Look Again; What Did Our Early Buildings Really Look Like (Part One)? 

Look Again; What Did Our Early Buildings Really Look Like (Part One)? 

Architectural historian, and co-founder of Archipedia New England, Brian Pfeiffer presents the first in a series of blog posts that highlight his research on the exterior treatment of early American masonry structures, and question the work of early preservationists whose restoration choices have shaped – perhaps inaccurately – the way we see and preserve some of our greatest historic buildings today.   

The Brick Market in 1937 when its painted surfaces still emphasized the Classical architectural details (HABS, A. LeBoeuf, photographer)

Success has allowed historic preservation to rest on its laurels and many ideas that have remained nearly unquestioned for more than a century.  One such area is the care of pre-1800 masonry buildings.  Comprising some of our most important historic and architectural monuments, the majority of these buildings no longer resemble their historic appearances and have been “restored” to appearances that would puzzle to those who created them.

The Brick Market in 1982 after forty-five years of weathering and repair to soft-fired bricks

Since the late nineteenth-century historic preservation has been guided by a near religious zeal in the removal of coatings from masonry.  The Arts & Crafts Movement with its romantic wish to expose underlying red bricks as an “honest” expression of handcraft, regarded these coatings — paint, lime wash, tinted stains, linseed oil – as a form of vandalism and set about removing them.  They did not bother to question the origin and purpose of the coatings.  In 1910, the Old State House had its coatings removed under the supervision of Joseph Everett Chandler with the expressed goal of “bringing it back to its old surface.”  In 1911, the Old South Meeting House followed suit and by 1923 Faneuil Hall had been stripped of paint at the urging of the Boston Society of Architects “to restore the bricks to their original color.”  A small number of architects and antiquarians were expressed their skepticism but did not prevail.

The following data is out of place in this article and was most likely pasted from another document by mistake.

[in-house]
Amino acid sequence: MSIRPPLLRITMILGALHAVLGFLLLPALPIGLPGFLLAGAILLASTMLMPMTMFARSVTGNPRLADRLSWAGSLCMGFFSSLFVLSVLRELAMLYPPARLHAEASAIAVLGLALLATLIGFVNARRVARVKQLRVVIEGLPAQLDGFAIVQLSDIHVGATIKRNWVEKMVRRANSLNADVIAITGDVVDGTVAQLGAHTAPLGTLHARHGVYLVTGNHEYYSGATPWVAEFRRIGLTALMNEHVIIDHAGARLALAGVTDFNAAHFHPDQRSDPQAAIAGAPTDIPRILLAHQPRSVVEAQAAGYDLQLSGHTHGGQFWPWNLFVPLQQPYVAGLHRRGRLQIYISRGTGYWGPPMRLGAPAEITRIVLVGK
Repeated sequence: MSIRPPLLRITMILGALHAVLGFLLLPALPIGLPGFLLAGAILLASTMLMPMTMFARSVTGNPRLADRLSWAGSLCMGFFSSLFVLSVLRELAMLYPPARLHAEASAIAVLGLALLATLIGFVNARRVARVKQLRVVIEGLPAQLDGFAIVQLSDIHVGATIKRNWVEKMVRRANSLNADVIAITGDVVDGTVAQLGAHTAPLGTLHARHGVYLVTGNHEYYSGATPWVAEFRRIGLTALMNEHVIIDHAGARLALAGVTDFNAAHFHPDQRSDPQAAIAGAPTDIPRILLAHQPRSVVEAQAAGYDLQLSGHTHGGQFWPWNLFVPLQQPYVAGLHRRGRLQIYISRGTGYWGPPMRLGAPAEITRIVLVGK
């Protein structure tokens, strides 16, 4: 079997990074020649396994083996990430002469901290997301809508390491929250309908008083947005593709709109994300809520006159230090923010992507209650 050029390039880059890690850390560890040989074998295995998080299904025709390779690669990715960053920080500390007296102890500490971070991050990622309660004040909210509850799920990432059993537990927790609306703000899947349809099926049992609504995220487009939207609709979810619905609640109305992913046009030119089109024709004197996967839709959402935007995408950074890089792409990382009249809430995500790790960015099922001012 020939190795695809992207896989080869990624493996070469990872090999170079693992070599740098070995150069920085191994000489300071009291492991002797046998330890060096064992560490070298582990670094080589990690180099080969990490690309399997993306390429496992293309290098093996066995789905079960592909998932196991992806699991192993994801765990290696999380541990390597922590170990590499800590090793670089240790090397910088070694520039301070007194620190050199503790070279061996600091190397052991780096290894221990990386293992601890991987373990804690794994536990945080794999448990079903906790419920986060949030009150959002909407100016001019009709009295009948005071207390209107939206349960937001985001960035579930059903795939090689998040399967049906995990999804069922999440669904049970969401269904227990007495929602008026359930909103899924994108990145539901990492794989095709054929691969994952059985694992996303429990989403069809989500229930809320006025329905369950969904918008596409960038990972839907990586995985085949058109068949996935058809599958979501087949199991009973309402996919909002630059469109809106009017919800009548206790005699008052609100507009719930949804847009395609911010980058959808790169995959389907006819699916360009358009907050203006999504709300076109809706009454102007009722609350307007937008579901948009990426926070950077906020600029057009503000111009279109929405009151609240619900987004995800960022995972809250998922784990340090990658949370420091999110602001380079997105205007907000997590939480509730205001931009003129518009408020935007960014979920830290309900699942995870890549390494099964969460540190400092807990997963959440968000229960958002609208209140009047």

An oblique view of soft-fired bricks showing surfaces that have been shattered and patched due to unprotected exposure to weather

The Brick Market (1762) in Newport, Rhode Island offers a clear example of the severe change wrought by paint stripping.  Once exposed, much of the building’s soft-fired brick could not stand up to the weather, and wooden fastening blocks that had been protected by paint for one hundred seventy years were exposed to decay.  Designed by Peter Harrison to appear as an evenly colored stone-like body with pedimented window surrounds, Ionic pilasters and a classical entablature picked out in a light color, the building now appears as classical ornaments stitched on to a worn tweed coat with its less-than-perfectly coursed brickwork of uneven bricks.

Nailing blocks for architectural trimmings coursed into brickwork in order to conceal them from view when covered with paint

The changes brought about by stripping old masonry buildings were not merely aesthetic.  The various coatings that once created aesthetic variety on these buildings served useful functions in protecting the buildings from weather and in dispersing rainwater across a broad surface from which it could evaporate more quickly.  These practical qualities were overlooked, creating unnecessary damage.  Perhaps the time has come to take a backward look at how these buildings functioned and to document those rare places in New England where early building finishes remain undisturbed.  Archipedia New England has embarked on this exploration.  Over the next couple months, we will offer some of the discoveries made by our architectural sleuths and contributors in the hope they may prod a re-appraisal of this aspect of preservation practice.